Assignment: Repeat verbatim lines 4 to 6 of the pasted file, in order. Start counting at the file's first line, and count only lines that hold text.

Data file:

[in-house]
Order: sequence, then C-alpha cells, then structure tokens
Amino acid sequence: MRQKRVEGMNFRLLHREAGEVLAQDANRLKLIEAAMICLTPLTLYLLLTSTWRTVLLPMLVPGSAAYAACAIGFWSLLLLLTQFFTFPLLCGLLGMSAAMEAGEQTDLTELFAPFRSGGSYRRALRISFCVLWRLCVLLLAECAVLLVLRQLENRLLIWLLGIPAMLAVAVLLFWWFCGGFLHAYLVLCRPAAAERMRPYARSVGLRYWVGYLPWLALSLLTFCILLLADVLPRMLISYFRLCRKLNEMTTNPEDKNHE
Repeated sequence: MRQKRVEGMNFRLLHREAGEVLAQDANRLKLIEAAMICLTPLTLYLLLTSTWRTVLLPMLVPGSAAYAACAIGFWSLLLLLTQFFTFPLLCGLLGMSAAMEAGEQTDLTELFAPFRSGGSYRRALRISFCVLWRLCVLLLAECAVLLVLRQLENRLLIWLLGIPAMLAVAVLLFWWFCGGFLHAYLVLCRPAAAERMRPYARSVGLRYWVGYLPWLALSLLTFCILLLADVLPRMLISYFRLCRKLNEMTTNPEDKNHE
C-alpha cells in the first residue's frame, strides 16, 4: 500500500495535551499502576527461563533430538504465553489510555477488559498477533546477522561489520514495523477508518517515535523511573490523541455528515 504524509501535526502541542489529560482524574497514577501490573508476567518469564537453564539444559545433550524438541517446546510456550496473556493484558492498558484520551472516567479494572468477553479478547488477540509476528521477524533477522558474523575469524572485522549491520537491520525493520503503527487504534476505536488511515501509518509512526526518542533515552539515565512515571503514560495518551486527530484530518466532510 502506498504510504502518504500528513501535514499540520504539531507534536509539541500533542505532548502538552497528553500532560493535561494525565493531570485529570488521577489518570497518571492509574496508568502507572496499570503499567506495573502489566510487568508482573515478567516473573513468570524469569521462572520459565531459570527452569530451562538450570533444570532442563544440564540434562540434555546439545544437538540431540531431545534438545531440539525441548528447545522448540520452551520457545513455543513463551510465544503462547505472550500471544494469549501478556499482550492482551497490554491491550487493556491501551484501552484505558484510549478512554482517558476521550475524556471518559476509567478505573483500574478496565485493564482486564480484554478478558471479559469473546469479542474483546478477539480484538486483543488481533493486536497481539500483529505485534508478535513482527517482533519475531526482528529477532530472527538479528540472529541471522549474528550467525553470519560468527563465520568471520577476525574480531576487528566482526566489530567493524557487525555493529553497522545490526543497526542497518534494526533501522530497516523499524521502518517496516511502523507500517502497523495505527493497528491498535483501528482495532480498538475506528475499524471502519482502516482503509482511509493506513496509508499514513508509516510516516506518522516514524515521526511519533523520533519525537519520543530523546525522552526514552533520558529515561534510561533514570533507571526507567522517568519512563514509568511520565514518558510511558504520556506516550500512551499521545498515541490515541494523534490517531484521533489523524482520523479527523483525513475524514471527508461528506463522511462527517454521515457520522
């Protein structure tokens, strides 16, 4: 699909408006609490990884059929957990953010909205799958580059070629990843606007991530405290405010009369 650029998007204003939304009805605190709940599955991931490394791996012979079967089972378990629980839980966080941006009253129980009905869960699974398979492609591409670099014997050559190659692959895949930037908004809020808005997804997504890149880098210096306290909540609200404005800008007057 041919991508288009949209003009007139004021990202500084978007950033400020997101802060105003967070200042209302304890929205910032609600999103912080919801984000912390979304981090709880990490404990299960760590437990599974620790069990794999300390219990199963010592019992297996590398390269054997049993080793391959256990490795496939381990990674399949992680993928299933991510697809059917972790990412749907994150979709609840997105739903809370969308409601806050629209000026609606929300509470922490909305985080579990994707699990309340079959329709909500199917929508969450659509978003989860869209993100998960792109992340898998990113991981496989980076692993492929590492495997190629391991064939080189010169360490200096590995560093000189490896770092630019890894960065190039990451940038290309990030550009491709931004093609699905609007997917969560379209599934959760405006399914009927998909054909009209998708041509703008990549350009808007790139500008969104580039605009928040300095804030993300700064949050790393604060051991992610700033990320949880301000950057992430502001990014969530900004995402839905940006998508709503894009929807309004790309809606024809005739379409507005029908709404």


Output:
Repeated sequence: MRQKRVEGMNFRLLHREAGEVLAQDANRLKLIEAAMICLTPLTLYLLLTSTWRTVLLPMLVPGSAAYAACAIGFWSLLLLLTQFFTFPLLCGLLGMSAAMEAGEQTDLTELFAPFRSGGSYRRALRISFCVLWRLCVLLLAECAVLLVLRQLENRLLIWLLGIPAMLAVAVLLFWWFCGGFLHAYLVLCRPAAAERMRPYARSVGLRYWVGYLPWLALSLLTFCILLLADVLPRMLISYFRLCRKLNEMTTNPEDKNHE
C-alpha cells in the first residue's frame, strides 16, 4: 500500500495535551499502576527461563533430538504465553489510555477488559498477533546477522561489520514495523477508518517515535523511573490523541455528515 504524509501535526502541542489529560482524574497514577501490573508476567518469564537453564539444559545433550524438541517446546510456550496473556493484558492498558484520551472516567479494572468477553479478547488477540509476528521477524533477522558474523575469524572485522549491520537491520525493520503503527487504534476505536488511515501509518509512526526518542533515552539515565512515571503514560495518551486527530484530518466532510 502506498504510504502518504500528513501535514499540520504539531507534536509539541500533542505532548502538552497528553500532560493535561494525565493531570485529570488521577489518570497518571492509574496508568502507572496499570503499567506495573502489566510487568508482573515478567516473573513468570524469569521462572520459565531459570527452569530451562538450570533444570532442563544440564540434562540434555546439545544437538540431540531431545534438545531440539525441548528447545522448540520452551520457545513455543513463551510465544503462547505472550500471544494469549501478556499482550492482551497490554491491550487493556491501551484501552484505558484510549478512554482517558476521550475524556471518559476509567478505573483500574478496565485493564482486564480484554478478558471479559469473546469479542474483546478477539480484538486483543488481533493486536497481539500483529505485534508478535513482527517482533519475531526482528529477532530472527538479528540472529541471522549474528550467525553470519560468527563465520568471520577476525574480531576487528566482526566489530567493524557487525555493529553497522545490526543497526542497518534494526533501522530497516523499524521502518517496516511502523507500517502497523495505527493497528491498535483501528482495532480498538475506528475499524471502519482502516482503509482511509493506513496509508499514513508509516510516516506518522516514524515521526511519533523520533519525537519520543530523546525522552526514552533520558529515561534510561533514570533507571526507567522517568519512563514509568511520565514518558510511558504520556506516550500512551499521545498515541490515541494523534490517531484521533489523524482520523479527523483525513475524514471527508461528506463522511462527517454521515457520522
């Protein structure tokens, strides 16, 4: 699909408006609490990884059929957990953010909205799958580059070629990843606007991530405290405010009369 650029998007204003939304009805605190709940599955991931490394791996012979079967089972378990629980839980966080941006009253129980009905869960699974398979492609591409670099014997050559190659692959895949930037908004809020808005997804997504890149880098210096306290909540609200404005800008007057 041919991508288009949209003009007139004021990202500084978007950033400020997101802060105003967070200042209302304890929205910032609600999103912080919801984000912390979304981090709880990490404990299960760590437990599974620790069990794999300390219990199963010592019992297996590398390269054997049993080793391959256990490795496939381990990674399949992680993928299933991510697809059917972790990412749907994150979709609840997105739903809370969308409601806050629209000026609606929300509470922490909305985080579990994707699990309340079959329709909500199917929508969450659509978003989860869209993100998960792109992340898998990113991981496989980076692993492929590492495997190629391991064939080189010169360490200096590995560093000189490896770092630019890894960065190039990451940038290309990030550009491709931004093609699905609007997917969560379209599934959760405006399914009927998909054909009209998708041509703008990549350009808007790139500008969104580039605009928040300095804030993300700064949050790393604060051991992610700033990320949880301000950057992430502001990014969530900004995402839905940006998508709503894009929807309004790309809606024809005739379409507005029908709404």